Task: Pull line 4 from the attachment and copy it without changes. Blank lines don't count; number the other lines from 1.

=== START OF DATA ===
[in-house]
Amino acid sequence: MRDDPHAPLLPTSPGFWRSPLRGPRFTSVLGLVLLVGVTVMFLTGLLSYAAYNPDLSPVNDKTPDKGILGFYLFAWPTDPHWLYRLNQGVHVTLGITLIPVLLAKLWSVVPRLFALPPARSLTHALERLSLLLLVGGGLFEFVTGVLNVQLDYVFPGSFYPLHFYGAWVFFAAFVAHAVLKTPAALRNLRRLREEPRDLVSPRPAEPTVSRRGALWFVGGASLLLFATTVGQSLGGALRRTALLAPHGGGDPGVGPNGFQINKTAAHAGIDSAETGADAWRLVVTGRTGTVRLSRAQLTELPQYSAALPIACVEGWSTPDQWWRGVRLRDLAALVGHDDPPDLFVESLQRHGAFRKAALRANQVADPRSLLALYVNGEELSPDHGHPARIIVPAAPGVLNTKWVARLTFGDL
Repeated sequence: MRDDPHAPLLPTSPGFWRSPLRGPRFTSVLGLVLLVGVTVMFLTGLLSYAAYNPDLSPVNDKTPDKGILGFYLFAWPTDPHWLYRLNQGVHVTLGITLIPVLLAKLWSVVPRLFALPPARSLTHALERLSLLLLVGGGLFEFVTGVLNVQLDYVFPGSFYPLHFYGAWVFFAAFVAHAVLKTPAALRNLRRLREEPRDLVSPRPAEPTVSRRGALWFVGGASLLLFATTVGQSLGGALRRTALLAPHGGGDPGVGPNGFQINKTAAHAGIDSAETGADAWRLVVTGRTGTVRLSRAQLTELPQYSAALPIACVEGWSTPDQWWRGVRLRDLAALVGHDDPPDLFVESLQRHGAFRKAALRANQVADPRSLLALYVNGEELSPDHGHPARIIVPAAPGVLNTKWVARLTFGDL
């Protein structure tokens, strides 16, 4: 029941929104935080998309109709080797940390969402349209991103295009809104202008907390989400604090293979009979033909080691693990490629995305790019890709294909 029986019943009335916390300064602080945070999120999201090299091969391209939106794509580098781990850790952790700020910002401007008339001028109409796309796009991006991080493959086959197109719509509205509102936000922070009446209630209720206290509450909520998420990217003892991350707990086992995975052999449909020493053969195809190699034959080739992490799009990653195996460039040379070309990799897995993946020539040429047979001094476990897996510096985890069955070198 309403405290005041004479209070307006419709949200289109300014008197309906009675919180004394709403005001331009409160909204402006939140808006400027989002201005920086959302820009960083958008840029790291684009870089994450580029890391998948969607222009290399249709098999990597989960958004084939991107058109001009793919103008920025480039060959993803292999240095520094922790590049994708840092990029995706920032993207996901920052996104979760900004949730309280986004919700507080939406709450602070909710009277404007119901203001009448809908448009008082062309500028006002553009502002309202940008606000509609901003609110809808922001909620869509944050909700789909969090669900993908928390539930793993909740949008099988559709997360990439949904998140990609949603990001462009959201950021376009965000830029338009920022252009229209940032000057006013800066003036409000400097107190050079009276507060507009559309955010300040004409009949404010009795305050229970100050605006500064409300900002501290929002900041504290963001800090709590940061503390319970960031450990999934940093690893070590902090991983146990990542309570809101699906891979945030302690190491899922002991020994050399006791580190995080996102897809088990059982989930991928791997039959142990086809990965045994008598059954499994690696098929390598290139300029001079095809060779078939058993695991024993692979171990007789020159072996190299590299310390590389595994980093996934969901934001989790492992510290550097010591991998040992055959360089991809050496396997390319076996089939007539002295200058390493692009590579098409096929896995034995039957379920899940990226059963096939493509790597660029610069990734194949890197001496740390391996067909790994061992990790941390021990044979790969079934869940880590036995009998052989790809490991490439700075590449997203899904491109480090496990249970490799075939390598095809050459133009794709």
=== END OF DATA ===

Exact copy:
């Protein structure tokens, strides 16, 4: 029941929104935080998309109709080797940390969402349209991103295009809104202008907390989400604090293979009979033909080691693990490629995305790019890709294909 029986019943009335916390300064602080945070999120999201090299091969391209939106794509580098781990850790952790700020910002401007008339001028109409796309796009991006991080493959086959197109719509509205509102936000922070009446209630209720206290509450909520998420990217003892991350707990086992995975052999449909020493053969195809190699034959080739992490799009990653195996460039040379070309990799897995993946020539040429047979001094476990897996510096985890069955070198 309403405290005041004479209070307006419709949200289109300014008197309906009675919180004394709403005001331009409160909204402006939140808006400027989002201005920086959302820009960083958008840029790291684009870089994450580029890391998948969607222009290399249709098999990597989960958004084939991107058109001009793919103008920025480039060959993803292999240095520094922790590049994708840092990029995706920032993207996901920052996104979760900004949730309280986004919700507080939406709450602070909710009277404007119901203001009448809908448009008082062309500028006002553009502002309202940008606000509609901003609110809808922001909620869509944050909700789909969090669900993908928390539930793993909740949008099988559709997360990439949904998140990609949603990001462009959201950021376009965000830029338009920022252009229209940032000057006013800066003036409000400097107190050079009276507060507009559309955010300040004409009949404010009795305050229970100050605006500064409300900002501290929002900041504290963001800090709590940061503390319970960031450990999934940093690893070590902090991983146990990542309570809101699906891979945030302690190491899922002991020994050399006791580190995080996102897809088990059982989930991928791997039959142990086809990965045994008598059954499994690696098929390598290139300029001079095809060779078939058993695991024993692979171990007789020159072996190299590299310390590389595994980093996934969901934001989790492992510290550097010591991998040992055959360089991809050496396997390319076996089939007539002295200058390493692009590579098409096929896995034995039957379920899940990226059963096939493509790597660029610069990734194949890197001496740390391996067909790994061992990790941390021990044979790969079934869940880590036995009998052989790809490991490439700075590449997203899904491109480090496990249970490799075939390598095809050459133009794709």